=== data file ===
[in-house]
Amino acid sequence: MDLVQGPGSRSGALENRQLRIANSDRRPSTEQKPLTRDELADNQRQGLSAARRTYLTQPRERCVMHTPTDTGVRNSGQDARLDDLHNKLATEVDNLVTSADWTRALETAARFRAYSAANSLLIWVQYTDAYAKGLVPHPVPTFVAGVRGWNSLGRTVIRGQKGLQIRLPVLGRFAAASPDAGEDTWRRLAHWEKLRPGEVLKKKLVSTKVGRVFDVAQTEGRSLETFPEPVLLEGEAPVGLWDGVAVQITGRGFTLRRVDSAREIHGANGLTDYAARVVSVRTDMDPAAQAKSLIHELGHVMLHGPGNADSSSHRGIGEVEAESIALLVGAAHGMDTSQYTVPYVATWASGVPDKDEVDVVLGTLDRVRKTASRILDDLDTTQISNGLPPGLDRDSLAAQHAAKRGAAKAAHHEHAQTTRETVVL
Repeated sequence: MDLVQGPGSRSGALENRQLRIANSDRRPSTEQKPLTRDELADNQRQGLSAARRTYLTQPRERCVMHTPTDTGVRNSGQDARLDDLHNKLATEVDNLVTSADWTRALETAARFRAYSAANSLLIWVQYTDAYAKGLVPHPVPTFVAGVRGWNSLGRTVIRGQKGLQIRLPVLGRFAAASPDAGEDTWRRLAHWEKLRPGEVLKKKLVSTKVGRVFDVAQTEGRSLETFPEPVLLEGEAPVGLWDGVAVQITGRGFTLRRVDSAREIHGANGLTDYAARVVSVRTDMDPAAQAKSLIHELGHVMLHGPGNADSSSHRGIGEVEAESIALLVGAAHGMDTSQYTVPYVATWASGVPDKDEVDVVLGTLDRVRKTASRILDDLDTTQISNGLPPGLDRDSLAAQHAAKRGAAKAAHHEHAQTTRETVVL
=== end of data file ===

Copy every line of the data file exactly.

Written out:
[in-house]
Amino acid sequence: MDLVQGPGSRSGALENRQLRIANSDRRPSTEQKPLTRDELADNQRQGLSAARRTYLTQPRERCVMHTPTDTGVRNSGQDARLDDLHNKLATEVDNLVTSADWTRALETAARFRAYSAANSLLIWVQYTDAYAKGLVPHPVPTFVAGVRGWNSLGRTVIRGQKGLQIRLPVLGRFAAASPDAGEDTWRRLAHWEKLRPGEVLKKKLVSTKVGRVFDVAQTEGRSLETFPEPVLLEGEAPVGLWDGVAVQITGRGFTLRRVDSAREIHGANGLTDYAARVVSVRTDMDPAAQAKSLIHELGHVMLHGPGNADSSSHRGIGEVEAESIALLVGAAHGMDTSQYTVPYVATWASGVPDKDEVDVVLGTLDRVRKTASRILDDLDTTQISNGLPPGLDRDSLAAQHAAKRGAAKAAHHEHAQTTRETVVL
Repeated sequence: MDLVQGPGSRSGALENRQLRIANSDRRPSTEQKPLTRDELADNQRQGLSAARRTYLTQPRERCVMHTPTDTGVRNSGQDARLDDLHNKLATEVDNLVTSADWTRALETAARFRAYSAANSLLIWVQYTDAYAKGLVPHPVPTFVAGVRGWNSLGRTVIRGQKGLQIRLPVLGRFAAASPDAGEDTWRRLAHWEKLRPGEVLKKKLVSTKVGRVFDVAQTEGRSLETFPEPVLLEGEAPVGLWDGVAVQITGRGFTLRRVDSAREIHGANGLTDYAARVVSVRTDMDPAAQAKSLIHELGHVMLHGPGNADSSSHRGIGEVEAESIALLVGAAHGMDTSQYTVPYVATWASGVPDKDEVDVVLGTLDRVRKTASRILDDLDTTQISNGLPPGLDRDSLAAQHAAKRGAAKAAHHEHAQTTRETVVL